12. #12
    Senior Member LUANNH's Avatar
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    Thank you all so much for the advice I will try a smaller peice to begin with and see how it works out. I knew I could get great help from everyone, I will let you know how it all works out.

    This is batting I bought about 15 years ago and have just kept moving it around my sewing room and lost the instructions in the process all I could remember of the directions was to put it in a bath tub with a sheet under it to suport it. I have bought a pre cut about 2 years ago and it was pre-shrunk. I really need to use what I have in this economy LOL Again Thanks to all for your help
    It's always sunny here in Fl unless it's raining,LOL

  13. #13
    Super Member KalamaQuilts's Avatar
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    I'd cut it down to the sizes you normally use. 15 yards of anything is a lot of fabric for a washer or dryer. And warm and natural is wide too.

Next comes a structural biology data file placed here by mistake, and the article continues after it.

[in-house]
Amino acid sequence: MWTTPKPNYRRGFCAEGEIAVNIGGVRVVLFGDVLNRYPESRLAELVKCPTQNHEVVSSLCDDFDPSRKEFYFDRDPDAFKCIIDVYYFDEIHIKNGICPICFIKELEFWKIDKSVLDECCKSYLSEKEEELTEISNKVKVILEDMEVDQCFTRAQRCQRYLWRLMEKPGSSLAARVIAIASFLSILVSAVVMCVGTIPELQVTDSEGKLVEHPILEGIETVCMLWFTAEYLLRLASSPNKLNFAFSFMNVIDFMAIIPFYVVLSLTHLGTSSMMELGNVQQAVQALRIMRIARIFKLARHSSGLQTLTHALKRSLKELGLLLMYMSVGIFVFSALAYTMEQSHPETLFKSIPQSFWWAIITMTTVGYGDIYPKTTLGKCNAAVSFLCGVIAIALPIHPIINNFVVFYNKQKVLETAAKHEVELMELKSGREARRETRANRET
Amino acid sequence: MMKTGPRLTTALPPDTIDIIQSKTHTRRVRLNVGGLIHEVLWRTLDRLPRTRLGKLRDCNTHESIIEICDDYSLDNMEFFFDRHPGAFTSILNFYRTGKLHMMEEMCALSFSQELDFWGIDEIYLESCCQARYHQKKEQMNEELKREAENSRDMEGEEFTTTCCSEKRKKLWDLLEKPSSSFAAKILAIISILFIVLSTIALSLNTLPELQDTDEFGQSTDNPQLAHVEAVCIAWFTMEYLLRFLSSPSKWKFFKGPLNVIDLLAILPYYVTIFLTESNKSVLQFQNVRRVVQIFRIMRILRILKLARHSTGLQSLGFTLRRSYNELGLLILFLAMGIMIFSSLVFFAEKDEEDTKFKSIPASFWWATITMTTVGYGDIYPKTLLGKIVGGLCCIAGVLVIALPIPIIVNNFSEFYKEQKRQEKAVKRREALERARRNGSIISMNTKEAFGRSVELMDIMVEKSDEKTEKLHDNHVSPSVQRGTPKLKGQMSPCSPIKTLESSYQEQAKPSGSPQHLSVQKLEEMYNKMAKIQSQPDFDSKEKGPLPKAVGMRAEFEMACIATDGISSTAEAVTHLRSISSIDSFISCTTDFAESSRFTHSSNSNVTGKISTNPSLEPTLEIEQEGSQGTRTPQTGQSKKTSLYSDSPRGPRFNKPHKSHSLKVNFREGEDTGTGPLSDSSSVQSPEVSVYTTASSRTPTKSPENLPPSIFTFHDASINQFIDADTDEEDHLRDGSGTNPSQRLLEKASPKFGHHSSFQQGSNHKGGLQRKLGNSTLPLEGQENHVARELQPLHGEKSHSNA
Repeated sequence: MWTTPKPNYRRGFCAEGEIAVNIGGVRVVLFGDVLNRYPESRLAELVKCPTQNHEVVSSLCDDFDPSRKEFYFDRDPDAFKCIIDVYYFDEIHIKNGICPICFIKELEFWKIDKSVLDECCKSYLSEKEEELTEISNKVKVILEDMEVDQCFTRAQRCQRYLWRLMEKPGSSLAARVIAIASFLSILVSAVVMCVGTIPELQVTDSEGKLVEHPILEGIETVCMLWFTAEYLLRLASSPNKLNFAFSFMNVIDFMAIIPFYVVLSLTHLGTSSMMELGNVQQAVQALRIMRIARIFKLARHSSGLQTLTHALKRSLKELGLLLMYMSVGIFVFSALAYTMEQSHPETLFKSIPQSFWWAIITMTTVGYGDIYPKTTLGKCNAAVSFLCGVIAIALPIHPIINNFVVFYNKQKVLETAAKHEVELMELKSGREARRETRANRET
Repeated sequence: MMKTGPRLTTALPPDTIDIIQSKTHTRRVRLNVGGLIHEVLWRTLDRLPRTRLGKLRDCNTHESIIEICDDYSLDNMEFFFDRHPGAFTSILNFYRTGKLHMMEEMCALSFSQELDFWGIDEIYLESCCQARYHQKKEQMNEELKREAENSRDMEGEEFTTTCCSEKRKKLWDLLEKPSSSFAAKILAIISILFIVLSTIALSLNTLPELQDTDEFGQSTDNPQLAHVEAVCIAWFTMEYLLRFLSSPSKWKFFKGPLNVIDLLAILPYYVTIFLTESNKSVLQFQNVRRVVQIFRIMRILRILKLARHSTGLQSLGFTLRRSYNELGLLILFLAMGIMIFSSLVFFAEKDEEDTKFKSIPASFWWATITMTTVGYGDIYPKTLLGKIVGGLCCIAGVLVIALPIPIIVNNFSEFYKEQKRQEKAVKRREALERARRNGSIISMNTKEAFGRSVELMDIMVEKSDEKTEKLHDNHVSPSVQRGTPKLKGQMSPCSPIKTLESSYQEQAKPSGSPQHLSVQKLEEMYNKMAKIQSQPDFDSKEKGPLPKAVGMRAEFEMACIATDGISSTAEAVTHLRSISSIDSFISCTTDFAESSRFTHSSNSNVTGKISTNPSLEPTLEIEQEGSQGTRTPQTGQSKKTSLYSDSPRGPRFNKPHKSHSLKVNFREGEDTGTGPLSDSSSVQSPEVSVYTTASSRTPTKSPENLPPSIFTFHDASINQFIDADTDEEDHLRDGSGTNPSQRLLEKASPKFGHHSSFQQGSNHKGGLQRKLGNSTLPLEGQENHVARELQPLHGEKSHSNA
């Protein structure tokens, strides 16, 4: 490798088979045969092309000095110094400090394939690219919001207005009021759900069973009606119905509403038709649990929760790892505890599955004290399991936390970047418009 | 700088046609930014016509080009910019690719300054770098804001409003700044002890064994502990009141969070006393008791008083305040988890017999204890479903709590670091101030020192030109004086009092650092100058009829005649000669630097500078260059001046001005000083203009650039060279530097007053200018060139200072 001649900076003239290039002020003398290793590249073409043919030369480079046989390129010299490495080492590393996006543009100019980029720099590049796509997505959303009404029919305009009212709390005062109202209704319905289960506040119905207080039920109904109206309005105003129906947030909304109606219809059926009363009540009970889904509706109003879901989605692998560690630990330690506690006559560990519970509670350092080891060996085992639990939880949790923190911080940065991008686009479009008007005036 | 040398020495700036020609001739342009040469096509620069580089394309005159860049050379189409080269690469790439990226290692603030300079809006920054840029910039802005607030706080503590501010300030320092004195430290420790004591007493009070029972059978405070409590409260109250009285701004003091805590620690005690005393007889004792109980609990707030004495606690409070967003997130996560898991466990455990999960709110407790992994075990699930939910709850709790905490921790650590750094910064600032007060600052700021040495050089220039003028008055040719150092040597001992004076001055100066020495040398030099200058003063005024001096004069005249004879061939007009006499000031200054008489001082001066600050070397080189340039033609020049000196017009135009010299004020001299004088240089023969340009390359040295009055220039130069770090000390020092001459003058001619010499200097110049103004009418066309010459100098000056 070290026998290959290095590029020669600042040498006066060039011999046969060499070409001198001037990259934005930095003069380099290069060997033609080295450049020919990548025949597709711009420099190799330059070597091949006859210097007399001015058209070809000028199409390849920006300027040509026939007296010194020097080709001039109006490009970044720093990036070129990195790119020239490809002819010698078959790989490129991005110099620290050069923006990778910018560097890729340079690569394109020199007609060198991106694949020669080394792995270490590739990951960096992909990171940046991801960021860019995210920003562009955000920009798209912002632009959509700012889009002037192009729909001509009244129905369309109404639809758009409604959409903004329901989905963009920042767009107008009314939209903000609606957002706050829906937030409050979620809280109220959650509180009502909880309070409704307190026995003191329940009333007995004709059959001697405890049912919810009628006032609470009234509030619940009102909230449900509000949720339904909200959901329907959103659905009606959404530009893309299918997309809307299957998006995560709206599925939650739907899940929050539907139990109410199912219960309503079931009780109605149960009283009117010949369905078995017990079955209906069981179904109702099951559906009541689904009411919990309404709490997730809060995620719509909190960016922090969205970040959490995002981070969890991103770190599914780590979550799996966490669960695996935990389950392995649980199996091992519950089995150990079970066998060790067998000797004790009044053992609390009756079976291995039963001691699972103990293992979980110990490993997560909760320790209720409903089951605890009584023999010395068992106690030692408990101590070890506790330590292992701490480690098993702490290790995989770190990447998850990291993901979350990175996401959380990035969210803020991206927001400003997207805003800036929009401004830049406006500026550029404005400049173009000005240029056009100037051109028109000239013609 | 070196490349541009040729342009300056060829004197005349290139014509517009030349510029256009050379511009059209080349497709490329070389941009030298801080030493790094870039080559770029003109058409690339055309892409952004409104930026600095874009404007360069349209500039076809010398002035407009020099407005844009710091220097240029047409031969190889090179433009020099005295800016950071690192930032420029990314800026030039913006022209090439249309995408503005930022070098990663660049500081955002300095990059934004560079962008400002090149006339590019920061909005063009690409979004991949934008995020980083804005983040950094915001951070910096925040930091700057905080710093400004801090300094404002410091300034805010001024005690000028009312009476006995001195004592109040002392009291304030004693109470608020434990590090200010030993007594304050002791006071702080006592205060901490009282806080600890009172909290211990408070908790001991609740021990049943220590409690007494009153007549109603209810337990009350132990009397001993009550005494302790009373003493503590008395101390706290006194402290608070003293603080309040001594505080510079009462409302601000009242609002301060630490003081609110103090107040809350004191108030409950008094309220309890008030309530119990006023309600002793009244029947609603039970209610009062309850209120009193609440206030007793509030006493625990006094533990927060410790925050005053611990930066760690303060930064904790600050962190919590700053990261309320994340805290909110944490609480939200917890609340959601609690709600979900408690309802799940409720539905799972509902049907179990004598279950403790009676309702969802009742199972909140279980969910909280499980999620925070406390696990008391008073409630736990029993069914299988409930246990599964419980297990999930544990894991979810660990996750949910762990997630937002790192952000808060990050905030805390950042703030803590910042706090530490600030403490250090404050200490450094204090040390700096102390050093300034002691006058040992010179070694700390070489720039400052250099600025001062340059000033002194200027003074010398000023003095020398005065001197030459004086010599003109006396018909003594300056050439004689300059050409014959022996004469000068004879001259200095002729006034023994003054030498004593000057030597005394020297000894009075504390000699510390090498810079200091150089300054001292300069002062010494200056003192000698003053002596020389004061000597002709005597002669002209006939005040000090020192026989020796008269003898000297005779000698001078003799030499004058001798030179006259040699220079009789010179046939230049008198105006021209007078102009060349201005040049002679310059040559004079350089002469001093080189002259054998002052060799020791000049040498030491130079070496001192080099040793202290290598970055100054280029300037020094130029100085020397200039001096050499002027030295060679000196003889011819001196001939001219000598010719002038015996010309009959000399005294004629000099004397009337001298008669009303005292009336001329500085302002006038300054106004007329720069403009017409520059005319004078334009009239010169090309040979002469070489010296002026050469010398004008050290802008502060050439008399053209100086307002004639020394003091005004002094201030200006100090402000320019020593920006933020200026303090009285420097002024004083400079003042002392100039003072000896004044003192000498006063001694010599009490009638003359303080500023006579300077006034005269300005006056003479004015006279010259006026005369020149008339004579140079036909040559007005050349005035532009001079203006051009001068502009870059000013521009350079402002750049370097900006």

I always rinsed my warm and natural and then dried in the dryer, makes it lovely to hand quilt.
    Not sure I'd do it for machine quilting at my level, might need that shrinkage to cover booboos~

  14. #14
    Super Member QuiltnLady1's Avatar
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    I cut the W&N to about 10" larger each way than I need it when I am ready for it and then I shrink it. I have a front loader and I just use the water temp the finished quilt will be washed at and run it through the rinse cycle. I then dry it in the dryer, fluffing it frequently. It always comes out nice and I don't have the extra shrinking (as long as everyone follows the directions for washing.
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  15. #15
    Super Member Daylesewblessed's Avatar
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    I have washed Warm and Natural a few times. I have nothing to offer in addition to the other posts, except to warn you that when wet, it is very heavy.

    You can also get information from the Warm Company's website (warmcompany.com). They will warn against agitation and excessive spinning for that product. My washer is over 30 years old, and its spin cycle is not a powerful one.